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Expansion of the "Nuclear Club"

The dominant strategic balance of nuclear forces of the United States and USSR after World War II helped to maintain a time-tested international bipolar geostrategic stability, which prevented large-scale regional and world wars. However, the principle accepted in the U.S. and USSR of "the fewer fingers on the nuclear triggers, the better" was soon violated. The dialectics of universal development are such that more and more countries are joining or trying to join the "nuclear club." Great Britain, France, and China have been members of this "club'' for a long time; later Israel, South Africa, India and Pakistan also developed nuclear weapons. Iraq, Argentina, Brazil and North Korea may soon also have nuclear weapons. The fact that many countries which are trying to reach their own nuclear triggers did not sign the non-proliferation treaty of March 5, 1970, is troublesome.

The main attributes of nuclear weapons are their carriers (ballistic and aeroballistic missiles, cruise missiles, artillery shells, and others). The rapid development of such carriers is noticeable in many developing countries. In 1989, about 20 countries had ballistic missiles, which are the least vulnerable in flight (among all types of carriers). In recent years Egypt, Iraq, Iran, North Korea, Pakistan, and Saudi Arabia developed such missiles. Twelve countries are currently actively developing such missiles. This process is aided by the ill-advised policy of the developed countries, including the U.S. and the former USSR, of increasing the number of types and sizes of carrier rockets, granting licenses for their production, providing scientific-technical consultations and support. A chain reaction is going on in the world and things have even gone so far that several Third World countries (Argentina, Brazil, and others) themselves became exporters of carrier rockets.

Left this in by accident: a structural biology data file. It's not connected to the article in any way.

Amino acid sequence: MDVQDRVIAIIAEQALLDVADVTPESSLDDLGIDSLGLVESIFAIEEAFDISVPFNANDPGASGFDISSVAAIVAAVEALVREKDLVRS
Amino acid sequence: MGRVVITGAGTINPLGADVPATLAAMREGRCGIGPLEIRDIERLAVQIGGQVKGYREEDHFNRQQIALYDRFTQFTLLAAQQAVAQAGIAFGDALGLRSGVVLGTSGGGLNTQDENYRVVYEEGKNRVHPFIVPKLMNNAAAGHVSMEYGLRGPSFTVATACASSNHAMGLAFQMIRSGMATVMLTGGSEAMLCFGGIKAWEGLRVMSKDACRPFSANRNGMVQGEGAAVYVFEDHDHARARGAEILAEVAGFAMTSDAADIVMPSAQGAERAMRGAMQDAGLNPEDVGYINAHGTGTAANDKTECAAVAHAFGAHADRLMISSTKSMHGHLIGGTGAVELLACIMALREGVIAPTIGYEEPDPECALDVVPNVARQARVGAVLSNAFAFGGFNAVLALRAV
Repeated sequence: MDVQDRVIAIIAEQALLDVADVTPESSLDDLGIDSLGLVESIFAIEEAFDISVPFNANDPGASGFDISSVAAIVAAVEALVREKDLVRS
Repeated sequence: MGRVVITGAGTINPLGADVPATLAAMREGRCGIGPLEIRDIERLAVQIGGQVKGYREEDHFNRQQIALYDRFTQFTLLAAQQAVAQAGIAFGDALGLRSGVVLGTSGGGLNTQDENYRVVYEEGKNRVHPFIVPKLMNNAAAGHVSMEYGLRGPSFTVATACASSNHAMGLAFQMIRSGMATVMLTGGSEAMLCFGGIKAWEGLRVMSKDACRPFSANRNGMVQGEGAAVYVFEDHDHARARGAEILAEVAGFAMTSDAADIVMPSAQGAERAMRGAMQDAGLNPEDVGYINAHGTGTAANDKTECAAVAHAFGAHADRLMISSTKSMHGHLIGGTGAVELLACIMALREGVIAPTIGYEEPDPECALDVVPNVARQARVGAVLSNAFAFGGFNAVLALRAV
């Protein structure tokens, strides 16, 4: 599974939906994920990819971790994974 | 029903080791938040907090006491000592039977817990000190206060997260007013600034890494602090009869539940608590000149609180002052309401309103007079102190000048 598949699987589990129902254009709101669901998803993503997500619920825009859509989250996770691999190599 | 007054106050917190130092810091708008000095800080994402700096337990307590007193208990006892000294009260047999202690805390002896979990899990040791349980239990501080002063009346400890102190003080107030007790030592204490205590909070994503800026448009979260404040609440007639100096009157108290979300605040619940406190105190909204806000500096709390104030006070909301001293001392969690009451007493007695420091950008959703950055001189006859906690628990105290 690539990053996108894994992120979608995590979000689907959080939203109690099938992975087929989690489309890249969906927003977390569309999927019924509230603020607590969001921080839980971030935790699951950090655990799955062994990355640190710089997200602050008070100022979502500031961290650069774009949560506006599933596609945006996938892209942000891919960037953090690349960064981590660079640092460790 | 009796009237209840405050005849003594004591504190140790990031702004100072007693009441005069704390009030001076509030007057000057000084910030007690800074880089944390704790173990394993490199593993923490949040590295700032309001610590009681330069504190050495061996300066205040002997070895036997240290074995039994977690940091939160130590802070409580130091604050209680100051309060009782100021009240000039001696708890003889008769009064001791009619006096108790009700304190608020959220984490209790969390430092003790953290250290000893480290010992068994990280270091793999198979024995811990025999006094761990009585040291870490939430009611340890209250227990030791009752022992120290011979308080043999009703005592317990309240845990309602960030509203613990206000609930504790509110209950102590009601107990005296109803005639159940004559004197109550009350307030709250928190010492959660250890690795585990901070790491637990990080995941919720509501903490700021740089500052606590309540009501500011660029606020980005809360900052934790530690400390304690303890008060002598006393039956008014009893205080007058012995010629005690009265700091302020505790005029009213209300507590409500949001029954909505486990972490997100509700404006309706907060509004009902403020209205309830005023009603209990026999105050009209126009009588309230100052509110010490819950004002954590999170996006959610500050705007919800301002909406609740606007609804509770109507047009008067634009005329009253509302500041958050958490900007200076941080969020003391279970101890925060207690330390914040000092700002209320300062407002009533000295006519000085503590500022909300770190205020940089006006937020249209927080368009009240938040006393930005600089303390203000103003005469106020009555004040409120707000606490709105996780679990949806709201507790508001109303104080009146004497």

Multipolar Geostrategic Set Up - A Way to Apocalypse

Under the conditions of a perilously rapid development of missile and nuclear technologies by the Third World countries and the disintegration of the USSR, the world's bipolar geostrategic stability is starting to erode, which may cause serious and unpredictable military and political consequences, especially in the Islamic world (including the territories of the former USSR), and in the Asia-Pacific region.

Creation of a multipolar geostrategic nuclear world system is a direct path to an apocalypse, since several Third World states with newly developed or almost developed nuclear weapons experience a much higher temptation to resolve territorial, religious-ethnic and other problems by military means. Kuwait's annexation by pre-nuclear Iraq and continuous military conflicts between India and Pakistan in the Kashmir region are just two examples.

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